- Thinking outside the square
- Individual cells in a table, grid or matrix
- Features in an organisational structure
- 3-level hierarchy
Use of coloured text, coloured backgrounds, size, connecting lines and content sequencing lets me develop a code to expand my use of the square as a planning tool.
Some examples of my use of the Square
Thinking outside the square: this is a commonly used planning tool – indicating the benefit of recognizing obvious or obscured boundaries to current thinking. However, the planner is still ‘in the square’.
Even better is placing yourself as planner or observer ‘outside the square’ to that you are able to objectively consider what’s inside the square. You can then draw one or more squares on the same page to explore and understand alternative or opposing perspectives, possibilities or outcomes.
I need to see as much planning material on one page as possible – that’s simply how my mind works. As you can tell, I use a lot of A3 paper – and whiteboards – in my planning efforts, both for myself and with clients.
Individual cells in a table, grid or matrix
Individual cells seems to have lost some of their use and usefulness as planning tools with the coming of Excel – where the focus is on the total spreadsheet rather than on individual items within the spreadsheet.
Cells can collectively form a table, grid or matrix – without losing their uniqueness.
When I’m using a grid to analyse stakeholder relationships, there will three headings within each cell – the first to identify the stakeholder, the second to jot down key words to describe the purpose of the stakeholder relationship, and the third to jot down key words to describe the quality of that stakeholder relationship: a ‘stakeholder’ is any individual, group or entity that has either a stake or an interest in the internal or external affairs and activities of an organisation.
When the analysis is completed, and there can be over 30 stakeholders in any one organisation at any one time, I develop a second table to assess corrective action required to remedy ineffective or deficient stakeholder relationships, terminate unnecessary or surplus stakeholder relationships, or identify additional stakeholders with whom to build a relationship.
Features in an organisational structure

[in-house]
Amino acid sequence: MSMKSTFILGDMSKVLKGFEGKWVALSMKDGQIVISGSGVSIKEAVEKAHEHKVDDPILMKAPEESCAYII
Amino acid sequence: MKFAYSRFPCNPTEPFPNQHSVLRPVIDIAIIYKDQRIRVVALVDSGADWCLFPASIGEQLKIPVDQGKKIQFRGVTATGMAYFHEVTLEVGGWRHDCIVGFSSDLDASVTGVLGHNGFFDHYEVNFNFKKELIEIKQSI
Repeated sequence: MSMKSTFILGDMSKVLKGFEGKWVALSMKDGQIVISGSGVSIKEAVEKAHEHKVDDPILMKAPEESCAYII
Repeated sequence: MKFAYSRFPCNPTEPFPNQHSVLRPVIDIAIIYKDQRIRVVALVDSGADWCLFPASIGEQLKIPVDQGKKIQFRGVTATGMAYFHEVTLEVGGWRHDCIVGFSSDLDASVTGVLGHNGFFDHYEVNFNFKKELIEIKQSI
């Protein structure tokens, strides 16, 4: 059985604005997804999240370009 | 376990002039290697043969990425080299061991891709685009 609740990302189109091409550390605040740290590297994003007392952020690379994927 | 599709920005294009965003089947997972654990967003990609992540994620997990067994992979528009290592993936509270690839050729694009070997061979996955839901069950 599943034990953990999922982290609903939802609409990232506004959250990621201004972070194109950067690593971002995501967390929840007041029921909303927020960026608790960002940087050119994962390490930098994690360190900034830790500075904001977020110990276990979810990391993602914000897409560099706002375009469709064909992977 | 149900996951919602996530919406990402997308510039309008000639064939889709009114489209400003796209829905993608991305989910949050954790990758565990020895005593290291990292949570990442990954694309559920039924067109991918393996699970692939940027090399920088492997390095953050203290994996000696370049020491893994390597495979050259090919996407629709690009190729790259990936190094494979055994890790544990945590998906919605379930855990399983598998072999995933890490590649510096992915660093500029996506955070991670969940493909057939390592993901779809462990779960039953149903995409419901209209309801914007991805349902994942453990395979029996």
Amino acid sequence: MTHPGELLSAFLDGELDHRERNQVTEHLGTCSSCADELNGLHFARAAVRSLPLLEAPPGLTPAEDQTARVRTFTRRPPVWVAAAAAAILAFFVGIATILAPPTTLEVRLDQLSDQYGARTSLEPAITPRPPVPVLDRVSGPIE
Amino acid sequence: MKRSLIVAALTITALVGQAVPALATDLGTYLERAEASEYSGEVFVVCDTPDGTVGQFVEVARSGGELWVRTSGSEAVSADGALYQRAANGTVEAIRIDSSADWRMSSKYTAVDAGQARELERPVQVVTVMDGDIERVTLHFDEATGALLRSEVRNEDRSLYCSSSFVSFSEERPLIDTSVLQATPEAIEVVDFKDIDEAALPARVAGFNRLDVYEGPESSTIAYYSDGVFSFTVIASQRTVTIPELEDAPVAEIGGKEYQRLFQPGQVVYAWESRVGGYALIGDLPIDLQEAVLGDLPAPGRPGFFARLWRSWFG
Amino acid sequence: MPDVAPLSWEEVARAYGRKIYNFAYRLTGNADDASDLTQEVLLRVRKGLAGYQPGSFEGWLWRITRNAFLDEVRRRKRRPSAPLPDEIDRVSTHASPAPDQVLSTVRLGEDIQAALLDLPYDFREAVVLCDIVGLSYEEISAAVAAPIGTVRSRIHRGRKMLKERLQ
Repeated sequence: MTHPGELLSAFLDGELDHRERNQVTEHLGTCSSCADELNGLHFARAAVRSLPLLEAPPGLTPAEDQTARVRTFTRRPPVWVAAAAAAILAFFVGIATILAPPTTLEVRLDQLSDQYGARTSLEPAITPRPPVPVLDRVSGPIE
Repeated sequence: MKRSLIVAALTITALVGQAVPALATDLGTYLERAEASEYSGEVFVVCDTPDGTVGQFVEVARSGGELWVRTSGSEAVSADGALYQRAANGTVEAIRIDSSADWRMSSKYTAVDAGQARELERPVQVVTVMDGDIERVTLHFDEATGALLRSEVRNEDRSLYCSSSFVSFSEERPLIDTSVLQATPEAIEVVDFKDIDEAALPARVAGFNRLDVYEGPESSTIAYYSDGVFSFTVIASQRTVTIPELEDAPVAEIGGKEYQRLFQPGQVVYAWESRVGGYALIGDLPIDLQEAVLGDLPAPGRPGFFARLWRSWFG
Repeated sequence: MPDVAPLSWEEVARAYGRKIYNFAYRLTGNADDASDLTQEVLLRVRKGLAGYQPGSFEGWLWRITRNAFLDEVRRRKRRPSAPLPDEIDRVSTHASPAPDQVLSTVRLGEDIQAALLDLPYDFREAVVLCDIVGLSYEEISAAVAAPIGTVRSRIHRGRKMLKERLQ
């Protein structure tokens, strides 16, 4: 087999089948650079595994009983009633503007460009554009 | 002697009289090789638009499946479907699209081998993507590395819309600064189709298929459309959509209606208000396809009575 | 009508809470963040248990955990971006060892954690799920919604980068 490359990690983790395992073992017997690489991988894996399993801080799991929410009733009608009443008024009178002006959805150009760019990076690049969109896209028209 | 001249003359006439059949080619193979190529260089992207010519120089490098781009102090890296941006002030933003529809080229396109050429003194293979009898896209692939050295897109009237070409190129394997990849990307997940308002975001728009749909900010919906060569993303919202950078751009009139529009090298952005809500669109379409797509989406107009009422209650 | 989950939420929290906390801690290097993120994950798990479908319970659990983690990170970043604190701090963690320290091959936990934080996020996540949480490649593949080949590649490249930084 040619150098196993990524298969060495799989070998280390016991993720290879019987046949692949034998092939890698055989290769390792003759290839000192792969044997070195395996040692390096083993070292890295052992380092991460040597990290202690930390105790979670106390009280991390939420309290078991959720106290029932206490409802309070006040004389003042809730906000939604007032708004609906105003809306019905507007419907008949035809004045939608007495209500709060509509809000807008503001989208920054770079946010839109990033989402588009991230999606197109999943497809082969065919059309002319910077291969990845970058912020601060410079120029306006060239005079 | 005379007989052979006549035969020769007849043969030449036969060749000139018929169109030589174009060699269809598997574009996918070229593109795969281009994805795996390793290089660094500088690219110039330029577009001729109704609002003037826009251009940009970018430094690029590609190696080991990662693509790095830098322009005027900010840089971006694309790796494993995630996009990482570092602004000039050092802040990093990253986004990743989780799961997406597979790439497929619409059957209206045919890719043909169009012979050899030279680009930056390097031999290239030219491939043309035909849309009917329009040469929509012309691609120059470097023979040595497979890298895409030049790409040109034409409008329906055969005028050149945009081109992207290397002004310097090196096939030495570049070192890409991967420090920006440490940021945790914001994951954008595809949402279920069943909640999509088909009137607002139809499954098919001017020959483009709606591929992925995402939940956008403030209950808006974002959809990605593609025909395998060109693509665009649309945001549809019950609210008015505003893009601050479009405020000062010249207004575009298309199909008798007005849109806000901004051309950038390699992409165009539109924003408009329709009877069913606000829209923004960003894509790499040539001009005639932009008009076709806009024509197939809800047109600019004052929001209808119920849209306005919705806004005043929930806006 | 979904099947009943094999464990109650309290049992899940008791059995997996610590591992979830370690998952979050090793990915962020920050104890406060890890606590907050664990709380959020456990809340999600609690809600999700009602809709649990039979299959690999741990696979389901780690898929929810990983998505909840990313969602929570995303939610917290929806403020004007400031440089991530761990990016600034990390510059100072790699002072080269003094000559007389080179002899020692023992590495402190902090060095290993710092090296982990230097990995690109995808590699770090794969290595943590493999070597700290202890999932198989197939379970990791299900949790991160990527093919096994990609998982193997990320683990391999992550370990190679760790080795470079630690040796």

I often use square ‘post-its’, each identified as one component in such a structure, and try several positions for these until deciding on the placement of each ‘post-it’ so that the structure easily and adequately displays lnes of accountability and reporting, lnes of communication, dlegations of authority, and iternal and external relationships
The 3-level hierarchy
This is my favourite Quality Management tool. I don’t know the origin, but I do know that it is simple, effective and reliable.
As an example, I may develop or be provided with a number of Critical Success Factors – these are factors which, if not functioning or operating to the desired level of performance, effectiveness and quality, may place the organisation – or any aspect of the organisation – at risk.
When formally identified and broken down (using the 3-level hierarchy), each critical success factor can be monitored to ensure successful processes, procedures and outcomes. They collectively form the basis for quality management and control of the organisation’s total functional and operational activity.
In the process of introducing total quality control, each critical success factor should be analysed for comparison with best practices or accepted standards of quality. Continuous improvement to strengthen or ensure the satisfactory achievement of each critical success factor is a basic characteristic of total quality management.
Each critical success factor is broken down, using the 3-level hierarchy:
- Level 1 = the definition of the critical success factor
- Level 2 = a set of components which together comprise the definition, and
- Level 3 = a set of elements for each component by which it can be recognised, monitored or evaluated.
Each component (with its own set of elements) is an identity in its own right which will be affected by, and can itself affect, the quality of the organisation’s activities and functions.
The 3-level hierarchy can be adopted as:
- an internal quality assessment tool,
- an internal quality improvement tool, or
- an internal quality management tool
This series of ‘planning tool’ articles consists of:
- Step 1 – how and why planning tools can be my simple, effective and reliable planning tools – including a circle, triangle and straight line (uploaded 23rd May 2012)
- Step 2 – Triangle (uploaded 7th June )
- Step 3 – Straight Line (uploaded 13th June)
- Step 4 – Circle (uploaded 20th June)
- Step 5 – Square (uploaded 26th June)
- Step 6 – Arrow
- Step 7 – Table
- Step 8 – Symbols